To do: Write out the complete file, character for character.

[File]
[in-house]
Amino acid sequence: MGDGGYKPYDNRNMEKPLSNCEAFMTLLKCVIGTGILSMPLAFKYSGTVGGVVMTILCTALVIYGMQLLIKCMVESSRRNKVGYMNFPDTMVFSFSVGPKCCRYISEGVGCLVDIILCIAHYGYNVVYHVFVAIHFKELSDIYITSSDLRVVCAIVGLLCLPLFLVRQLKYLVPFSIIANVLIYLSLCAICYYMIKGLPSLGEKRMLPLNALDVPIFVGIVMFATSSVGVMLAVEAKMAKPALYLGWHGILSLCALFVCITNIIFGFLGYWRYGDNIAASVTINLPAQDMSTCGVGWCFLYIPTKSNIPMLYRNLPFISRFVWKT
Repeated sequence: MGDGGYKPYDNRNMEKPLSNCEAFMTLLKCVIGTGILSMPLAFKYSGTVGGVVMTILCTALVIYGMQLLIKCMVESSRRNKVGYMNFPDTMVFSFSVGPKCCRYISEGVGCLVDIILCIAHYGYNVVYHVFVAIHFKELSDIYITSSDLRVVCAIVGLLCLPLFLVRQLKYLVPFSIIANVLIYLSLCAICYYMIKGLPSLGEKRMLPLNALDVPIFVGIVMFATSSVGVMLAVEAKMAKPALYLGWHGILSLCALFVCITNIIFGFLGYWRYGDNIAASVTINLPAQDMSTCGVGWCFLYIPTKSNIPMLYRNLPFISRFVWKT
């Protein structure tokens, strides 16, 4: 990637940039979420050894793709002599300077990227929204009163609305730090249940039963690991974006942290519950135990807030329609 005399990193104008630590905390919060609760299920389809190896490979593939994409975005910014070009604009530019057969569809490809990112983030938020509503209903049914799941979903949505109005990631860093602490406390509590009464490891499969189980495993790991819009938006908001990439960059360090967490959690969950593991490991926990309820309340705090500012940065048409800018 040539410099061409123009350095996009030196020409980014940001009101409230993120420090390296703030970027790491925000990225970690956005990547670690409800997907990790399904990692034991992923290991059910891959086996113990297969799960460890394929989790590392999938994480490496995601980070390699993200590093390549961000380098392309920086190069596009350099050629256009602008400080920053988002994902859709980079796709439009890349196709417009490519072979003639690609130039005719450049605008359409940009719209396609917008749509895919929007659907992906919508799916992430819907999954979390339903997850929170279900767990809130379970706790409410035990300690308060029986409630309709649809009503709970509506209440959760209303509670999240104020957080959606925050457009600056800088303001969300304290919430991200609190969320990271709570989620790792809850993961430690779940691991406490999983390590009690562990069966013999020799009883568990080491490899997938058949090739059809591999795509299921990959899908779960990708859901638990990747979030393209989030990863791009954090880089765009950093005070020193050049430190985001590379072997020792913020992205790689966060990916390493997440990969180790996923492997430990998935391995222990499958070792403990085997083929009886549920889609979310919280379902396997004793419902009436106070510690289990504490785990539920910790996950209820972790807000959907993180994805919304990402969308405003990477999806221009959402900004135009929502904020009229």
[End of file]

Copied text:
[in-house]
Amino acid sequence: MGDGGYKPYDNRNMEKPLSNCEAFMTLLKCVIGTGILSMPLAFKYSGTVGGVVMTILCTALVIYGMQLLIKCMVESSRRNKVGYMNFPDTMVFSFSVGPKCCRYISEGVGCLVDIILCIAHYGYNVVYHVFVAIHFKELSDIYITSSDLRVVCAIVGLLCLPLFLVRQLKYLVPFSIIANVLIYLSLCAICYYMIKGLPSLGEKRMLPLNALDVPIFVGIVMFATSSVGVMLAVEAKMAKPALYLGWHGILSLCALFVCITNIIFGFLGYWRYGDNIAASVTINLPAQDMSTCGVGWCFLYIPTKSNIPMLYRNLPFISRFVWKT
Repeated sequence: MGDGGYKPYDNRNMEKPLSNCEAFMTLLKCVIGTGILSMPLAFKYSGTVGGVVMTILCTALVIYGMQLLIKCMVESSRRNKVGYMNFPDTMVFSFSVGPKCCRYISEGVGCLVDIILCIAHYGYNVVYHVFVAIHFKELSDIYITSSDLRVVCAIVGLLCLPLFLVRQLKYLVPFSIIANVLIYLSLCAICYYMIKGLPSLGEKRMLPLNALDVPIFVGIVMFATSSVGVMLAVEAKMAKPALYLGWHGILSLCALFVCITNIIFGFLGYWRYGDNIAASVTINLPAQDMSTCGVGWCFLYIPTKSNIPMLYRNLPFISRFVWKT
């Protein structure tokens, strides 16, 4: 990637940039979420050894793709002599300077990227929204009163609305730090249940039963690991974006942290519950135990807030329609 005399990193104008630590905390919060609760299920389809190896490979593939994409975005910014070009604009530019057969569809490809990112983030938020509503209903049914799941979903949505109005990631860093602490406390509590009464490891499969189980495993790991819009938006908001990439960059360090967490959690969950593991490991926990309820309340705090500012940065048409800018 040539410099061409123009350095996009030196020409980014940001009101409230993120420090390296703030970027790491925000990225970690956005990547670690409800997907990790399904990692034991992923290991059910891959086996113990297969799960460890394929989790590392999938994480490496995601980070390699993200590093390549961000380098392309920086190069596009350099050629256009602008400080920053988002994902859709980079796709439009890349196709417009490519072979003639690609130039005719450049605008359409940009719209396609917008749509895919929007659907992906919508799916992430819907999954979390339903997850929170279900767990809130379970706790409410035990300690308060029986409630309709649809009503709970509506209440959760209303509670999240104020957080959606925050457009600056800088303001969300304290919430991200609190969320990271709570989620790792809850993961430690779940691991406490999983390590009690562990069966013999020799009883568990080491490899997938058949090739059809591999795509299921990959899908779960990708859901638990990747979030393209989030990863791009954090880089765009950093005070020193050049430190985001590379072997020792913020992205790689966060990916390493997440990969180790996923492997430990998935391995222990499958070792403990085997083929009886549920889609979310919280379902396997004793419902009436106070510690289990504490785990539920910790996950209820972790807000959907993180994805919304990402969308405003990477999806221009959402900004135009929502904020009229």